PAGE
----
Climate change is set to increase the frequency and magnitude of severe flooding events in the UK. A new study ‘Projections of future flood risk in the UK’ finds that by the 2050s an additional half a million homes are projected to flood. Over £200 billion worth of assets are at risk in Britain.
Parks and greenery in built up areas can reduce overheating by 1oC. And people’s actual reception of comfort from parks and greenery equates to nearly 2oC cooling. That is the finding from a recent review paper in Building and Environment scientific journal.
There is increased attention being put on building homes that are fit for the future, but 85% of our current homes will still be around in 2050. With global temperatures set to rise anywhere between 1°C and 4°C, there is a growing concern about how these homes will cope with the future climate.
New research was published last week on the work registered social landlords are doing to improve their environmental performance. Environmental benchmarking is improving processes and helping to save thousands of tonnes of carbon emissions and millions of cubic meters of water, as well as improving the homes and lives of residents.
With Valentine’s Day fast approaching on Saturday there is a lot of talk about love and happiness. It may just be that housing can provide the NHS with quite a nice Valentines present by reducing health visits by the thousands and saving the NHS millions. But how?
We all know there is a link between quality of housing and health of residents. We were commissioned by the London Climate Change Partnership (LCCP); to investigate the actual costs and benefits of considering adapting our homes to a changing climate. The work analysed the impact of adaptation works to 200 homes in the Colne and Mersea tower blocks in Barking and Dagenham in London, to provide evidence to help landlords make the case for adaptation.
One of the many difficulties with persuading the venerable human psyche we all possess that it is really – no really – time to act on climate change is that for most in the UK it remains a fundamentally abstract notion. Most, but not all – as was alarmingly demonstrated in recent memory on the Somerset Levels and elsewhere. Similarly, the issue of overheating, leading to what are somewhat-callously known as ‘excess deaths’, are rightly becoming a media focal point each summer as much as those from the cold in winter.
Representatives from leading housing associations, local authorities, consultancies, universities and architecture companies gathered at a Breakfast at Sustainable Homes (B@SH) event on 1st May. Held at the London’s Living Room, City Hall, in partnership with Green Sky Thinking week, the morning’s discussion and debate focused on flooding and what actions we can take.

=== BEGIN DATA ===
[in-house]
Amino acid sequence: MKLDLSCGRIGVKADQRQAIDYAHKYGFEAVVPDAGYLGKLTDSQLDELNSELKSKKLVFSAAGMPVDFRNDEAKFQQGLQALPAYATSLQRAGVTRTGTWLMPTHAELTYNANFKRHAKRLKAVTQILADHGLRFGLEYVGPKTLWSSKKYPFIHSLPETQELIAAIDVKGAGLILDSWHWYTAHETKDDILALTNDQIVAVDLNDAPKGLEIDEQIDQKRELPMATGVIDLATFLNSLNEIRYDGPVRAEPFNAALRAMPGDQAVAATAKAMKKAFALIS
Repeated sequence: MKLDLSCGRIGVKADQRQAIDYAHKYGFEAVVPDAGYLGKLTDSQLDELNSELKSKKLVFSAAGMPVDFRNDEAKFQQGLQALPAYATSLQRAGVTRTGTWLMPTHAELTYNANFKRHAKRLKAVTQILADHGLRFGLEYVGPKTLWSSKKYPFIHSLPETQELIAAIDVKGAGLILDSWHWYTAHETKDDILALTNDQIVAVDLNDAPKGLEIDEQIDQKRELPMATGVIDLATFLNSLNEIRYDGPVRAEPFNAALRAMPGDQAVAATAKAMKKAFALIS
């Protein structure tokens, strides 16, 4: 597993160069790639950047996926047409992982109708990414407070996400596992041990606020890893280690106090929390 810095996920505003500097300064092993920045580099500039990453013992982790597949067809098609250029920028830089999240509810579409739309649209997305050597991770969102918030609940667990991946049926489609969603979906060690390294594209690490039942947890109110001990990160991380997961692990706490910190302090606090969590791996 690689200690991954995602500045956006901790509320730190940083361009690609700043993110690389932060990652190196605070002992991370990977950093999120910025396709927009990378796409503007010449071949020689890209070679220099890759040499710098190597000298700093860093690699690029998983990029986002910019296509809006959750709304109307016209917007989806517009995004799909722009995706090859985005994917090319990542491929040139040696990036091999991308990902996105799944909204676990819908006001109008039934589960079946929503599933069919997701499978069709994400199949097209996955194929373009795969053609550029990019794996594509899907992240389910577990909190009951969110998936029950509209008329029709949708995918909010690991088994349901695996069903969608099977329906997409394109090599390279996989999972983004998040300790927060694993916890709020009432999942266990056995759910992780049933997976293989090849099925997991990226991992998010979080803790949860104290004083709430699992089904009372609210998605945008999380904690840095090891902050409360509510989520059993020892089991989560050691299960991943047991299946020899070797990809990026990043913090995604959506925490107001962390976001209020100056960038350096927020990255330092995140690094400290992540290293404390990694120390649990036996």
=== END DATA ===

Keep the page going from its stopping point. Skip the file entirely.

The UK is seeing an increase in the frequency and intensity of extreme weather conditions such as flooding, heat waves and water scarcity. The Sustainable Development Commission estimates that 70% of housing stock that will be inhibited in 2050 has been built. A relationship between dwellings construction age and impacts of the climate change has been established. Most of the social housing was not built with climate change in mind. It means that effective measures have to be taken during retrofitting to adopt homes to suit our changing climate.
As floods have increased in the last few months in UK and recent reports mentioning that this will continue as the river and groundwater levels continue to rise, we should all be able to recognise the possible damages that floods may cause to our properties.
Sustainable Homes is aware of the damaging impact the recently flooding has had on thousands of homes. This is a growing problem. Malcolm Tarling, Spokesman, Association of British Insurers has commented “We are seeing an increase in the frequency of these large scale events. Getting a month’s worth of rain in 24 hours is becoming the norm.”
The world’s climate and weather patterns are changing. Global temperatures are rising causing more extreme weather conditions. According to current projections, the average annual temperature in the UK might rise by as much as 5oC by 2080. The frequency and intensity of extreme weather events have demonstrated how Great Britain is affected by climate change. Examples include the floods throughout the country during the summer season in 2012 or most recently during the Christmas period 2013 as well as the drought and heat waves of early 2012. In the coming decades, an increase in the frequency and severity of the severe weather conditions is projected.